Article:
In a musical landscape pitted with pop stars and pigeonholes, Maps & Atlases defy easy categorization, choosing to walk their own incomparable path. Beware and Be Grateful builds upon the Chicago-based band’s acclaimed Barsuk Records debut, Perch Patchwork, melding their trademark experimentalism with a more direct – though no less beguiling – songcraft. The new album abounds with invention, spanning hymnal harmonies, percolating rhythms, even, in the case of centerpiece track “Silver Self,” a full-on guitar solo. Songs like “Remote and Dark Years” and “Winter” are gloriously liquid and lyrical, channeling M&A’s maximalist creativity into a truly inviting brand of boundary-busting, asymmetrical pop.

“We wanted there to be more ins,” says guitarist/vocalist Dave Davison. “We wanted it to be really engaging. We wanted it to be fun, in addition to being different.”

Guitarist Erin Elders adds, “we’ve always been interested in writing songs that people can walk away from with some sort of emotional connection, while still trying to explore our own musical obsessions and the weird ideas we want to pursue.”

Since their formation in 2004, Maps & Atlases – that is, Davison, Elders, bassist Shiraz Dada, and drummer Chris Hainey – have captured the indie imagination with polyrhythmic beats, elaborate melodies, and post-rock ingenuity. Arriving on the heels of two highly rated EPs, 2010’s Perch Patchwork proved both a popular and artistic breakthrough, earning the devotion of an increasingly fervent fanbase as well as reams of critical applause. “Maps & Atlases make technical virtuosity fun,” declared Filter, while American Songwriter praised the album as a “beautifully oddball symphony…equal parts lo-fi and hi-tech.”

M&A spent much of 2010 and ’11 on the road, honing their kinetic time signatures and inventive energy both as headliners and alongside such artists as RX Bandits, CircaSurvive, Cults, and Portugal. The Man. Demos were recorded between tours with Perch Patchwork producer Jason Cupp (Good Old War, Nurses), paving the way for sessions at Omaha’s ARC Studios – the band’s first time working in a conventional recording facility, having previously recorded largely in home studios and other “places where you have unlimited time, without having to pay for it,” according to Davison.

In preparation, Maps & Atlases united to explore arrangement ideas and tweak material at Davison’s parents’ house in suburban Lake County, Indiana. Much of their work on arrangements was conducted on a number of what Davison describes as “weird little battery-powered keyboards” that he and Cupp had purchased at a Chicago farmer’s market. The addition of keyboards into Maps & Atlases’ creative arsenal served as a seismic aesthetic shift for a band that had always shied away from even the simplest guitar pedals.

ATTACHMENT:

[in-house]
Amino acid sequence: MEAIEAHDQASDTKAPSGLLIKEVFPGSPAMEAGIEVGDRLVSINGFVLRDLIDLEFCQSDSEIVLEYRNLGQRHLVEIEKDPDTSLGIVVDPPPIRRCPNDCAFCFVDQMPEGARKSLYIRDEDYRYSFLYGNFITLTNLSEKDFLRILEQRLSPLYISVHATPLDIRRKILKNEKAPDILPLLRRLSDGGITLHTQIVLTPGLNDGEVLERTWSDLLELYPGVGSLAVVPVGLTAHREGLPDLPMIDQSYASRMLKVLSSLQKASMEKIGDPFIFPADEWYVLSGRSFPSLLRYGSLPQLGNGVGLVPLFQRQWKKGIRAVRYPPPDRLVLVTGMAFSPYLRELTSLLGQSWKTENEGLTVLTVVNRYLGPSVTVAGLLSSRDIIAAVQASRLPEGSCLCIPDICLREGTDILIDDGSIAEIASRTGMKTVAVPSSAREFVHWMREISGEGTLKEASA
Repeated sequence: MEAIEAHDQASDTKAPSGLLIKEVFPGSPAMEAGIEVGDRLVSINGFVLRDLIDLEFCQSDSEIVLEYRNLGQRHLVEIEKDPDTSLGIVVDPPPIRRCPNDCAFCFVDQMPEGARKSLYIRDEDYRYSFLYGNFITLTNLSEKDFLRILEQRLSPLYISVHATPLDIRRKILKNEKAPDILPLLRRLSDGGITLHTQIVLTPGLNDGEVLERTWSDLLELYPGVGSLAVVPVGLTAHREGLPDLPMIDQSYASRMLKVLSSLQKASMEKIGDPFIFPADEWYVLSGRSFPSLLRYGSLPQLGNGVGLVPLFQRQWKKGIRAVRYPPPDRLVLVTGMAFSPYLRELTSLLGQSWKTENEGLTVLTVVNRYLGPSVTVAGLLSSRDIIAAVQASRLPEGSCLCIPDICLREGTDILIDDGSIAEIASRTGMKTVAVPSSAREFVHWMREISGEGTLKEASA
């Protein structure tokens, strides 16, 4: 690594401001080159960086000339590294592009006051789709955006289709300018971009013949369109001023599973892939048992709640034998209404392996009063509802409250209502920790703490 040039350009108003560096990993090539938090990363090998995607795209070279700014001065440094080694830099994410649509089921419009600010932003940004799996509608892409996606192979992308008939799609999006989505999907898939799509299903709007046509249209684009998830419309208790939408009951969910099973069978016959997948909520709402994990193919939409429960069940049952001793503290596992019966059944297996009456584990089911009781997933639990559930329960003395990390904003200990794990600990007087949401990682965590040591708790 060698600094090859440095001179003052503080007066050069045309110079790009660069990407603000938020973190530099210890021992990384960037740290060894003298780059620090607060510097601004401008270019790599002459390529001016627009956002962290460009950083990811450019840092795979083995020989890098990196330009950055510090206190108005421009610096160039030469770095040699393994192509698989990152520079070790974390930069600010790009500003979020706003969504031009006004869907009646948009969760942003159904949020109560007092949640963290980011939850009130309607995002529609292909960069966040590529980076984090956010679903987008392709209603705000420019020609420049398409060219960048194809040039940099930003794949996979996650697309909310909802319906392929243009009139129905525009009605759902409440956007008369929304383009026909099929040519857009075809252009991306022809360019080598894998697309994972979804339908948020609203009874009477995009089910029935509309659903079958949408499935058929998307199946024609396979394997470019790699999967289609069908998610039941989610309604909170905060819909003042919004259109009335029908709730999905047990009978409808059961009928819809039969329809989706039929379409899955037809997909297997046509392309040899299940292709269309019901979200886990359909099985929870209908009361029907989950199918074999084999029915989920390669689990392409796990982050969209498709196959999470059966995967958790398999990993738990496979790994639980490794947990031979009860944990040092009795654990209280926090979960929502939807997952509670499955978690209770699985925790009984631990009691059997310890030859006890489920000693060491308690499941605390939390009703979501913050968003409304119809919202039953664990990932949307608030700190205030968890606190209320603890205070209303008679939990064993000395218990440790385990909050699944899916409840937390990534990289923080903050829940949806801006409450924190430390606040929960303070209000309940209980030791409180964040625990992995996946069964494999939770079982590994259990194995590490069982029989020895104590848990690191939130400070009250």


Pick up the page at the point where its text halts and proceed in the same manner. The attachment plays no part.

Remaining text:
“When we first started as a band, we were a lot more adamant about the music being this very organic thing,” Elders says. “But slowly we’ve grown to want to experiment with

texture, and keyboards were a great way to do that. They also helped guide the songs, they kept things fresh. It’s good to step out of your comfort zone and try new things.”

Though most of the keyboards’ “strange sounds” were replaced by guitars on the final recording, they unlocked a new musical mindset in Maps & Atlases, opening the band to alternatives to their customarily naturalistic approach. At ARC, they toyed with fresh textural elements, recording the sound of light bulbs being smashed or of a microphone placed in a box and then rolled down a flight of stairs.

“We threw down as many ideas as we possibly could,” Elders says, “as fast as we could.”

The band broke the recording sessions into weeklong chunks, taking time away to evaluate their work periodically. Elders describes the band’s nurturing approach towards the material as “a long layering/unlayering process. By doing it in installments, we were able to let the songs unfold.”

The recordings included pieces that been fermenting throughout M&A’s lifetime, with songs like “Old Ash” and the extraordinary “Remote And Dark Years” now utterly transformed by the band’s forward momentum and Davison’s increasingly potent songwriting skills.

Whereas prior songs featured a somewhat fragmented, refracted lyricism, Davison has begun tackling the big existential questions in more forthright fashion.

“It’s just thinking about meaning,” he says, “a sort of back-and-forth between ideas and emotion versus just existing in the world.”

That core metaphysical to-and-fro is manifested by the album’s widescreen spatial dynamics, what Elders describes as “an open-endedness.” Free to let their ideas run wild, Maps & Atlases truly let fly: Beware and Be Grateful is a breathtaking panopticon of incantatory choral vocals, seesawing grooves, and of course, their inimitable six string complexity, all of which are pushed farther that the band had ever anticipated.